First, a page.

My african journey
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My african journey

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My african journey My african journey Presentation Transcript

  • My African Journey By: Charlotte Bythewood
  • Look Out Africa Here I Come I ripped this out of a textbook I found When the plane landed in Egypt, I could tell it was a lot different from the U.S. Most of the Egyptians are Muslim (about 90%) and only 10% Christian! Cairo is the capital city of Egypt and is located on the eastern bank of the river Nile. It is also the largest city in Africa! In Arabic, it is known as Al-Qahirah, or the victorious. Farther up north, I am staying with Sucaryiqu, a friend.
  • Day 1 This is one of the tombs! When morning came, I was ready to see the “tombs”. Egyptians are known to believe in after life, that is the reason why they beautifully arrange the tombs, puts ornamentals( beautiful things), and other things that they need in the after life. For rich Egyptians and Pharaohs, their bodies are wrapped in linen and are placed in their tombs. Tombs are placed inside caves or pyramids where the walls are fully decorated with frescos (paintings).
  • Day 1- continued Deserts are nearby, and the climate is naturally affected - dry, hot days, with cooler nights and scant rainfall. Egypt doesn’t always look so pretty. While I have been here I can see the desert swallow Egypt, since it is in the Sahara desert. Desertification is growing rapidly and rain is decreasing. On the top picture, the people I am staying with are working on there field. This year, like many, they will not make enough money to support themselves for the year.
  • Day 2 Abuja, Nigeria • The capital of Nigeria Now, I am getting on a plane heading to Abuja, the capital of Nigeria in Western Africa. Abuja was built in the 1980’s and the official language is English. This should make my stay easier! I was so eager to shop for souvenirs I just had to stop at the market. There were so many things for sale – wooden carvings, leather bags, jewelry, and so much more. But where were the prices? There aren’t any like in the US, you have to negotiate the prices with the seller. A true market economy! I picked up an animal carving and paid with Nigerian Naira.
  • Day 2- continued in Nigeria • Akinlana working on a carving for tourists. After I got my carving, I talked to the man named Akinlana who made me the carving. I found out that this was his way of making a living. Did you know that 45% of Africans live in extreme poverty? “ The government is corrupt and doesn’t care about us” he said. “But there is some hope. The government started a program called NEEDS that has helped Nigerians get a basic education and that helps protect the environment. But infants and mothers are still dying during child birth, people are hunger and we have problems with disease like HIV/AIDS and malaria.” Akinlana said sadly. As I left the market, I felt bad for the sad souls staring at me. I headed back to my motel with a heavy heart.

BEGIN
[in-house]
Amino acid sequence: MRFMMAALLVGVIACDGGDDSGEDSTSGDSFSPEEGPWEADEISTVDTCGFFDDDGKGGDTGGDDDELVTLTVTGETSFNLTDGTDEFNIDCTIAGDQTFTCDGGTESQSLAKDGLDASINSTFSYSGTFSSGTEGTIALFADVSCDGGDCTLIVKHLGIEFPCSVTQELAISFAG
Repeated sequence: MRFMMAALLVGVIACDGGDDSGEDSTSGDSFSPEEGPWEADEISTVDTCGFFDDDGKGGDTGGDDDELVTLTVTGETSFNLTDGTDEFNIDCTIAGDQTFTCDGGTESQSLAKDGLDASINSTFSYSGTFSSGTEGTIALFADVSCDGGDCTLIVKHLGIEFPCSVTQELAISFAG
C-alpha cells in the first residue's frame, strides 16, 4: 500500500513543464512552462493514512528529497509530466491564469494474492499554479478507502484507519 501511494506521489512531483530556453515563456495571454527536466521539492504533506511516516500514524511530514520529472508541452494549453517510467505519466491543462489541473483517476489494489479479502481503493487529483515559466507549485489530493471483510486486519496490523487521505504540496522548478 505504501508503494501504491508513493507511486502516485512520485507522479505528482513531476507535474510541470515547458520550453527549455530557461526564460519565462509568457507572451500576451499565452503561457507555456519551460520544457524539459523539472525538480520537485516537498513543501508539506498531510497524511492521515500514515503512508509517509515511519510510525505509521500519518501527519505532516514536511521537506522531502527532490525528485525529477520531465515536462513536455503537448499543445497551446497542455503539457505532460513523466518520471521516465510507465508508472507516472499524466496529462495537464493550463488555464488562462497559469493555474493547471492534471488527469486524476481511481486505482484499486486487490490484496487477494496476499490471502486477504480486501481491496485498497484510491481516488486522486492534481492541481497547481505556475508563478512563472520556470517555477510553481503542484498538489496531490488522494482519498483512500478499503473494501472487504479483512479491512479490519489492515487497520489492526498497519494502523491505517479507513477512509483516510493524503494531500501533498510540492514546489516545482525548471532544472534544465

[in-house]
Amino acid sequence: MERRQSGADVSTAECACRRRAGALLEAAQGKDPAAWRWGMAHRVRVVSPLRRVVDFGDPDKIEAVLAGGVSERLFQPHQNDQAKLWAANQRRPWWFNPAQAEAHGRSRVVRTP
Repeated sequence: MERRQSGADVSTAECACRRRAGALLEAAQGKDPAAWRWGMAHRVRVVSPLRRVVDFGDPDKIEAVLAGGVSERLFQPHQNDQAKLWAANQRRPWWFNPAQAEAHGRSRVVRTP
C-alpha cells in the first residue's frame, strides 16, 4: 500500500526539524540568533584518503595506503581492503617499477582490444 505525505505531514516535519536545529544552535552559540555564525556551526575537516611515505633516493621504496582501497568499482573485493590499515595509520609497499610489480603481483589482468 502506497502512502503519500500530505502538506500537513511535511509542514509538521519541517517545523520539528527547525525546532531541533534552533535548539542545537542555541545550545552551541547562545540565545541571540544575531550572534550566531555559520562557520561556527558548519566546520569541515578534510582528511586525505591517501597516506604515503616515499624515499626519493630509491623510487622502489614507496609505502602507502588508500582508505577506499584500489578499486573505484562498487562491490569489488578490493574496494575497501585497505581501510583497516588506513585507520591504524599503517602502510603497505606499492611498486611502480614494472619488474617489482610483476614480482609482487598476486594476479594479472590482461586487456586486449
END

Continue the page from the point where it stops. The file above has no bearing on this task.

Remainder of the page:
• Day 3 Another thing I learned during my stay in Nigeria was how much their mixed- economy depends on the export of fossil fuels like natural gas and oil. It is strange how a country can have so much wealth in natural resources but so much poverty at the same time. Economists refer to this as the “resource curse". Nigeria is trying hard to manufacture more things to export to Western African countries as well as produce more of its own food to help feed the people.
  • Day 4 The Anthropology Museum It has been great in Nigeria, but now I’m flying to Democratic Republic Of Congo. Up, up, and away. I am in the Democratic republic of Congo. When I was walking up the streets my eye caught the sight of the Anthropology Museum. It was so big and beautiful I had to go in. When I got inside a tour guide named Amba greeted me. She told me about the history of Congo. “ There was an estimated 10 million people who are had died from forced labor, starvation, and outright extermination during Leopold's colonial rule.” She told me about how Belgium had been a part of this system as well. Plus, the independence that didn’t come far after.
  • Day 4- continued 4:00- I am now on a tour “boat” heading down the fifth longest river in the world. None other than the Congo River. As we headed steadily down the river, I learned that there were bantu speaking people that had lived along the coast of Congo for more than 2,000 years! Wow, the water was getting so fast and bumpy I decided to name it “Gates of Hell”. Turns out I wasn’t the only one thinking so. The rivers go very fast for 75-miles straight.
  • Day 5 Africa is very different in many different countries. From economics, to culture, to government and more. I am going back to the airport to leave my exiting journey and head back to the United States. “ Air flit to Georgia now boarding”. That’s my fight. Up, up, and away!